rtld + static linking
tlambert2 at mindspring.com
Tue Nov 25 18:14:13 PST 2003
"E.B. Dreger" wrote:
> After watching the recent shared/dynamic threads, and reading the
> archives from five or six years ago, I have a question...
> Dynamic linking works by the kernel running the dynamic linker,
> which loads shared objects and fixes the symbol tables, yes?
Dynamic linking works because the crt0 mmap's the /usr/libexec/ld.so
file as executable, and then points known stub offsets into it. It
then passes this as part of the environment, at a negative offset,
into the _main, which fills out a little glue table. After all this
is set up, then _main calls the location .entry in the executable,
which is usally main, but can be set to something else at link time.
This all works because the crt0.o has some self-knowledge for a number
of symbol offsets, and because _main is called with the environment
descriptor. Basically, the environment descriptor is lost in the
static linking case.
> Is there some reason that a statically-linked program couldn't
> include some "ld-elf.a" type of intelligence? Would that be
> necessary and sufficient to allow statically-linked programs to
> load shared objects?
Yes, and yes.
The main reason that there is no dlopen is that the environment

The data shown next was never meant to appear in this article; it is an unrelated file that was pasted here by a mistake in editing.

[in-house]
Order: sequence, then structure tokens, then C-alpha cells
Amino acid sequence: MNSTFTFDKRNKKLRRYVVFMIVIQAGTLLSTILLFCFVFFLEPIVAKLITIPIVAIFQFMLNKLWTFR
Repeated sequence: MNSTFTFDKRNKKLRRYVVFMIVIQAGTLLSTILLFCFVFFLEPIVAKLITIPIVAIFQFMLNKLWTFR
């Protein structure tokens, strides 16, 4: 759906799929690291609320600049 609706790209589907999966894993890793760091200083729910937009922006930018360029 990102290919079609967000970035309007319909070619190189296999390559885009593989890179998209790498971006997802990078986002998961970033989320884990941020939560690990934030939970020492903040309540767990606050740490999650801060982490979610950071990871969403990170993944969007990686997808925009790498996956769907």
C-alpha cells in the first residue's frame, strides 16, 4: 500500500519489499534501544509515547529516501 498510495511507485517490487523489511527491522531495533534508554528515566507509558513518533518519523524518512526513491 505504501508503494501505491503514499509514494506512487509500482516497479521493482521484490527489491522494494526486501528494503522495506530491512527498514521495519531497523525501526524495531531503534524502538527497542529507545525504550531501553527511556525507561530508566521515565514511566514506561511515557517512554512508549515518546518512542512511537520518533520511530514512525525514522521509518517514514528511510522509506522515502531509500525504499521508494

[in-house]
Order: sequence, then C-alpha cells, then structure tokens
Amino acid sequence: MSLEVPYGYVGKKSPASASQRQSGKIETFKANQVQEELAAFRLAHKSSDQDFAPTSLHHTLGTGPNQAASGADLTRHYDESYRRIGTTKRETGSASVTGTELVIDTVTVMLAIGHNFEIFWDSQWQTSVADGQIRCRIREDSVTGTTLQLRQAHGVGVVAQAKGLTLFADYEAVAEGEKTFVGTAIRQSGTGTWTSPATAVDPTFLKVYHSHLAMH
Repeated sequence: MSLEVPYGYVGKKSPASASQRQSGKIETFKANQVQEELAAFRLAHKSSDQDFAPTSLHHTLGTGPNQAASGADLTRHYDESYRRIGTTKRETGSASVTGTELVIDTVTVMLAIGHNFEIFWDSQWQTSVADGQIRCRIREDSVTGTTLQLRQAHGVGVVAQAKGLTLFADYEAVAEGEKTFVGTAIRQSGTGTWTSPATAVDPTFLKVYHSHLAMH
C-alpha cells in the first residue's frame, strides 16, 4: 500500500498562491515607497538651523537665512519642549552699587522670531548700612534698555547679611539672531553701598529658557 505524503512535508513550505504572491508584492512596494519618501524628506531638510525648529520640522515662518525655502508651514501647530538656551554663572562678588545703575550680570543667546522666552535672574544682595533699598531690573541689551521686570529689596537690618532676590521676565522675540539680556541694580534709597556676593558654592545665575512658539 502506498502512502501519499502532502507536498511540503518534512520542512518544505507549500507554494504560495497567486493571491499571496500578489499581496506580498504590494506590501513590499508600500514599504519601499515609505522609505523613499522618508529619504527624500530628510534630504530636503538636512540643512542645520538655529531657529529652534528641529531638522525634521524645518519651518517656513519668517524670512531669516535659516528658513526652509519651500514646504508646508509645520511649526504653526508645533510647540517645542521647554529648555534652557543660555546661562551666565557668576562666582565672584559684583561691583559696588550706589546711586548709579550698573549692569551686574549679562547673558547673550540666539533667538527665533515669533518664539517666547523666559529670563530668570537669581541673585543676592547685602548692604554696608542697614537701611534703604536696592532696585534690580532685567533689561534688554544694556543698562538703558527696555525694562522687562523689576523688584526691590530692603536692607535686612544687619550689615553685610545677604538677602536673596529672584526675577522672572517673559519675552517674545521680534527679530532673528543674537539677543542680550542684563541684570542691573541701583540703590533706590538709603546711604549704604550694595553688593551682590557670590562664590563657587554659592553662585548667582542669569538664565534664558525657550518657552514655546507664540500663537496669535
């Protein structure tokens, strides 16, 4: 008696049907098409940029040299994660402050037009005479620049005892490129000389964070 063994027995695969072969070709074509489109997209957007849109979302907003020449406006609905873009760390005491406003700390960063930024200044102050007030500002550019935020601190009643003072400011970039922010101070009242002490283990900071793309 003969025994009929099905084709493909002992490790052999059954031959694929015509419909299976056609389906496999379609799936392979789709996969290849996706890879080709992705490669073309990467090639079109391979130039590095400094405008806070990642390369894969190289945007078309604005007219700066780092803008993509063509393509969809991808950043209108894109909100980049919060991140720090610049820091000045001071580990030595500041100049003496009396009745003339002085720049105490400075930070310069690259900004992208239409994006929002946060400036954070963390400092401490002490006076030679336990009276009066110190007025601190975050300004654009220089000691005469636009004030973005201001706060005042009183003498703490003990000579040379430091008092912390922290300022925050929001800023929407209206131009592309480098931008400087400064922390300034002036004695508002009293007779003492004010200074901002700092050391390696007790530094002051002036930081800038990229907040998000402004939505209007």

descriptor is lost. This is pretty trivial to remedy, but it
means passing the environment descriptor to something that can
use it to set up the startup.
This is complicated by the fact that only a single .init entry
point is usable, so if you were to override it, you would lose
library initialization for C libraries, and you would fail to
call constructor code for statically declare class instances in
C++ code, and lose out on other linker set stuff, such as per
thread exception stacks, etc..
The trivial fix for this is to add a void * parameter to the
constructor iterator in the crt0, and then pass the environment
there, so that you could implement a libdlopen that took that
and used it to obtain the self-knowledge of the crt0 that was
needed to (1) adjust the stub pointers to an mmap'ed ld.so, and
(2) provide the access to the symbol table needed so that when
you loaded modules, they would link properly vs. the symbols in
the executable itself. You would either need to change the list
to specifically reference the libc symbols, OR you would need
to reload libc.so (the problem with doing the latter is that you
might get a different libc out of it, and the executable symbols
that may replace the libc symbols wouldn't do so for modules, so
that's a non-starter).
It's actually a pretty trivial crt0 and ld change to deal with
this, the sticking point is that you have to also change the
libgcc and other GNU code to pass a NULL value to the void *
constructor parameter in the default case. This would make
the code minorly incompatible with Linux, etc., unless you could
get the GCC people to pick up your change.
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